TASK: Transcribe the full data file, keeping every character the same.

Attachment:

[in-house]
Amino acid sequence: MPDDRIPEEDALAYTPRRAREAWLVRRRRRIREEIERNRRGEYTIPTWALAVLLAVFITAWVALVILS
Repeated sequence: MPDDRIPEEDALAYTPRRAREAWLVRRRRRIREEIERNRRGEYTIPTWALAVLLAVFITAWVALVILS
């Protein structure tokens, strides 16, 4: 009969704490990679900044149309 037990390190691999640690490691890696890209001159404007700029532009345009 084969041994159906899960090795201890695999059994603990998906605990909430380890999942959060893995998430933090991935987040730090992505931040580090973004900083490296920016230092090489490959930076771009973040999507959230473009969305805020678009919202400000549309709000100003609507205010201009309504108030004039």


[in-house]
Amino acid sequence: MPDDRIPEEDALAYTPRRAREAWLVRRRRRIREEIERNRRGEYTIPTWALAVLLAVFITAWVALVILS
Repeated sequence: MPDDRIPEEDALAYTPRRAREAWLVRRRRRIREEIERNRRGEYTIPTWALAVLLAVFITAWVALVILS
């Protein structure tokens, strides 16, 4: 009969704490990679900044149309 037990390190691999640690490691890696890209001159404007700029532009345009 084969041994159906899960090795201890695999059994603990998906605990909430380890999942959060893995998430933090991935987040730090992505931040580090973004900083490296920016230092090489490959930076771009973040999507959230473009969305805020678009919202400000549309709000100003609507205010201009309504108030004039």